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Classical CDs: Beer, brio and tubular bells | reviews, news & interviews

Classical CDs: Beer, brio and tubular bells

Classical CDs: Beer, brio and tubular bells

Russian symphonies, a musical morality tale and a well-lubricated night out

Enjoy an evening out with Prisma...Wolfram Knelangen


Shostakovich Berlin PetrenkoShostakovich: Symphonies 8, 9 and 10 Berliner Philharmoniker/Kirill Petrenko (Berlin Phil Media)

Potential purchasers worrying that the Berlin sound might be a little too well-upholstered for Shostakovich needn’t worry; one striking aspect of the performances captured in this set is their rawness and bite. Herbert von Karajan made two superb recordings of Symphony No. 10 with the Berlin Philharmonic in the 1960s and 1980s, and Kirill Petrenko’s new one is similarly involving. That he’s got an orchestra capable of playing the second and fourth movements up to tempo is a plus: I’ve rarely heard the demonic scherzo dispatched with such precision. Do watch the bonus Blu-ray disc and marvel at the woodwind section’s collective articulation. Key instrumental solos, like the solo horn in the third movement and the frenzied clarinet line as the finale picks itself up for the final sprint are superbly done. Petrenko’s first movement is broad (why do so few conductors follow Shostakovich’s moderato marking?) but gripping, the piccolos’ lament in the final bars supported by just a hint of warmth in the strings. The symphony’s coda is a toe-tapping triumph here, Petrenko describing it in the booklet as “the greatest stroke of liberation in Shostakovich’s artistic output.” Recorded in October 2021, the video shows a full audience in the Philharmonie, whereas the two earlier symphonies were taped a year before, the listeners in the 9th socially distanced.

This reading of Symphony No. 9 is a treat. Watch the video for Petrenko’s smile before beginning Shostakovich’s “Allegro”, and for the lower strings grinning as the third movement opens. Trumpets and bassoons acquit themselves brilliantly, the bassoon’s long soliloquy deeply eloquent. You might prefer a bit more vulgarity and bombast at the close, but this is a wonderfully witty and entertaining reading. Petrenko’s 8th Symphony marries emotional oomph and spectacle. Lower strings have visceral impact in the bare opening statement, and the brass don’t flinch in the movement’s development. There’s a terrific trumpet solo in the central “Allegro non troppo”, and the tam tam crash at the start of the passacaglia will have your windows rattling. The finale’s equivocal coda is deeply moving. Audiophiles will appreciate the production values; this is the best-sounding recording I’ve yet heard from this source. Highly recommended.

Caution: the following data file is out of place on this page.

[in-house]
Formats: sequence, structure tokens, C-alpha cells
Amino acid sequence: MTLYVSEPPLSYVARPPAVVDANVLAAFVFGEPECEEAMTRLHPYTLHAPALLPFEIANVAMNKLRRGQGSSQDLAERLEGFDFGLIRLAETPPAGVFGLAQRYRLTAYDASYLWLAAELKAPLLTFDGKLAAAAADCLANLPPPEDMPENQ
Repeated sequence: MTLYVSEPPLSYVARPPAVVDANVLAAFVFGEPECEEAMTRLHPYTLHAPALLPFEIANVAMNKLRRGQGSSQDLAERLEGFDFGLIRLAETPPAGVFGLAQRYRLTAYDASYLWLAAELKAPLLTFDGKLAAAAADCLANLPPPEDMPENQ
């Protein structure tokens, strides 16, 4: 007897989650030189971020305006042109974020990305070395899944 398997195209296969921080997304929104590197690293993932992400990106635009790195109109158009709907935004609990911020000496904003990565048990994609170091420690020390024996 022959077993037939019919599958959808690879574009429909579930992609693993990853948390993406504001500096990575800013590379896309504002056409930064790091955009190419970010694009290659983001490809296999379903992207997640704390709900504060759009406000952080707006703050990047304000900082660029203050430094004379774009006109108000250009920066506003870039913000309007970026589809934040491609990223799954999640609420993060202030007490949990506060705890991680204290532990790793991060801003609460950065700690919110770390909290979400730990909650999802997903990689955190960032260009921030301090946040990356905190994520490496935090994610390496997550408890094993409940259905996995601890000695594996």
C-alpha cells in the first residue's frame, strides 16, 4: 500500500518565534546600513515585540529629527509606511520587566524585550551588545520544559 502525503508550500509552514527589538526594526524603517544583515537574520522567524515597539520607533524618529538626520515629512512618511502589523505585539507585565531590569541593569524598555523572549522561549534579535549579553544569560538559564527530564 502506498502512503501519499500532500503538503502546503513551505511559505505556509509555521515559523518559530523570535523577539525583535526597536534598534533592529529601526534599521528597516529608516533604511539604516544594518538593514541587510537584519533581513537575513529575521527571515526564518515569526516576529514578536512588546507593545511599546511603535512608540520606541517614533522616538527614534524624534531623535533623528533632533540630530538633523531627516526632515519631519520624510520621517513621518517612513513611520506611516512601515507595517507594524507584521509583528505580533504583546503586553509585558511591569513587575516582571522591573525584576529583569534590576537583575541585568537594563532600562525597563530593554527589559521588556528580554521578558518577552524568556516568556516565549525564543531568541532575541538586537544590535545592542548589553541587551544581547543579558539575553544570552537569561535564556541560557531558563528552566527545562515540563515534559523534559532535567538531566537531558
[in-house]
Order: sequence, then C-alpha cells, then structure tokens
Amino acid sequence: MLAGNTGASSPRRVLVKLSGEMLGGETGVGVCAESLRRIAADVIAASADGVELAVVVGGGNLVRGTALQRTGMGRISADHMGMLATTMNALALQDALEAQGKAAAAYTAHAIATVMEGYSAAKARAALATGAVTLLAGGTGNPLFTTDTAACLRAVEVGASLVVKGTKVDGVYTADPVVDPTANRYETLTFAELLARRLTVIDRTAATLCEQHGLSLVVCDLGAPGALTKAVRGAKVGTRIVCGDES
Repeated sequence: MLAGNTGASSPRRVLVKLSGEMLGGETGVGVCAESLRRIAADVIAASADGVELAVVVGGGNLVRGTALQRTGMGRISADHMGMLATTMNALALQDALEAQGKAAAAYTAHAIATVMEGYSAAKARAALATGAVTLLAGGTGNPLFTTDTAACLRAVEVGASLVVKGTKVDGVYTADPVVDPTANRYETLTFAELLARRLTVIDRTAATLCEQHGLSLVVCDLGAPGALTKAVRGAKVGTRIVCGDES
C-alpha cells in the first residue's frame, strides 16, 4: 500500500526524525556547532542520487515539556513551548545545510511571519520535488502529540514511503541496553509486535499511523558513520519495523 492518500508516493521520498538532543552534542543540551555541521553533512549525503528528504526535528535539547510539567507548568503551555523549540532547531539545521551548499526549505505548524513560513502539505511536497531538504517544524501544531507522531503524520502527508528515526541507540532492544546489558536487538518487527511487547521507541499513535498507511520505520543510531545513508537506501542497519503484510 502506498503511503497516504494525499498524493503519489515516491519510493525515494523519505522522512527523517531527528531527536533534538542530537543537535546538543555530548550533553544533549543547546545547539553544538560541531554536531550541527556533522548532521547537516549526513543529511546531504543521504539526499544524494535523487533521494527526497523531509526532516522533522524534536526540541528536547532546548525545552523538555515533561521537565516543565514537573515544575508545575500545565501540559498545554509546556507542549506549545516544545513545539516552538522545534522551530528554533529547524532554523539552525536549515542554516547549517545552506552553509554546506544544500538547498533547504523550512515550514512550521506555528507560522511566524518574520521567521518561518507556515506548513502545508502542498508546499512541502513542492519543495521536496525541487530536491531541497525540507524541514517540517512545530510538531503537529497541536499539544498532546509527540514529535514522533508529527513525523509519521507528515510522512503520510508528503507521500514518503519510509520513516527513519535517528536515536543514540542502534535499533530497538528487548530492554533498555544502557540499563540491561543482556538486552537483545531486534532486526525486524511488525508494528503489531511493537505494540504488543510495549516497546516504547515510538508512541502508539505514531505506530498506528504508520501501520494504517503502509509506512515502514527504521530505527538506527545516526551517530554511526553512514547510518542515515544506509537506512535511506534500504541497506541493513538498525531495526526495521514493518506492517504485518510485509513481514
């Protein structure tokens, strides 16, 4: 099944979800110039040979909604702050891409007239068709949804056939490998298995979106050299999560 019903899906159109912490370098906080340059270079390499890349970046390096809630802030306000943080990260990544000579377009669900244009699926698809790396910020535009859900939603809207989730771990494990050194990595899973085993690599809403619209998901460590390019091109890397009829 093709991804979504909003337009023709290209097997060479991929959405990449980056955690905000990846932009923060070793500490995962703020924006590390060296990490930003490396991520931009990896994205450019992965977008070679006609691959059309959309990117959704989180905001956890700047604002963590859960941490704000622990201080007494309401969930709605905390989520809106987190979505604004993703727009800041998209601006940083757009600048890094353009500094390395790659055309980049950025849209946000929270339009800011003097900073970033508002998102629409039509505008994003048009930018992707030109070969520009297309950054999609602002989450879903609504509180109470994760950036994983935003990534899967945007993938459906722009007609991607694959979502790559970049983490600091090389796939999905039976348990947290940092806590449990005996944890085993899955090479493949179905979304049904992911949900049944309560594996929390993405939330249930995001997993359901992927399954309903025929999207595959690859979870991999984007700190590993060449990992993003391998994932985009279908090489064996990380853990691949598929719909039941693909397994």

Stravinsky ElderStravinsky The Soldier’s Tale Hallé/Sir Mark Elder (Hallé)

Stravinsky’s The Soldier’s Tale was written during WWI, when he was living in Switzerland, as a deliberately pared-down theatre piece: minimal set, three actors, seven musicians. It tells the folk-tale of a soldier who sells his violin to the devil, with a text by C.F. Ramuz. It has always been better known in the suite Stravinsky made of the instrumental movements, and I’ve always found performances of the whole thing, with narration and action, to be overextended, the opposite of the succinctness that is Stravinsky’s hallmark.

This new translation by Jeremy Sams (who did such brilliant work translating Winterreise into English as Winter Journey) does add a brio and fresh punch, and is well delivered by Richard Katz (Narrator), channelling Brian Cant from vintage BBC children's series Playaway, Martins Imhangbe as a likeable Soldier and Mark Lockyer, a perky, rustic Devil. But there remains an imbalance that is unbridgeable: there are about 33 minutes of music in a 58-minute running time (and a lot of those come together in the brilliant dance sequence at the end), so there are long stretches of speech between the musical episodes. The playing of the small band taken from the Hallé is great, from Peter Lang’s gutsy violin to Emily Hultmark’s quizzical bassoon, and it’s all led briskly by Sir Mark Elder. There are lots of recordings of The Soldier’s Tale, with quite the range of speakers: Jeremy Irons, Harrison Birtwistle, Peter Ustinov, Christopher Lee, Roger Waters(!) – the list goes on, and this Hallé version is better than most. But I would always probably go for the suite, all killer no filler, for which I would recommend Pierre Boulez with members of the Cleveland Orchestra on Deutsche Grammophon. Bernard Hughes

RVW Somm 4Vaughan Williams Live Vol. 4 (Somm)

This is a disc to treasure, opening with a Carnegie Hall performance of Vaughan Williams’ Tallis Fantasia which really defies its age. The strings of the New York Philharmonic-Symphony Orchestra under Dimitri Mitroupolos produce a warm, vibrant sound that’s intoxicating, Mitropoulos audibly smitten by the work. That the playing is so rich surely owes something to the orchestra’s recently departed Music Director, who’d recently left the city to take up a new post in Manchester. More on him later. Presumably this is an off-air recording (no details are given other than dates), and Lani Spahr’s remastering is excellent. Mitropoulos also conducts a 1952 account of Vaughan Williams’ quirky, neglected Concerto for Two Pianos and Orchestra, a reworking of an earlier single-player concerto. It’s an enjoyable if uneven piece, and the recorded balance works against it here, the busy piano lines often buried in the thickly scored outer movements. Soloists Arthur Whittemore and Jack Lowe get more room to breathe in the gorgeous central “Romanza”, and in the concerto’s soft epilogue.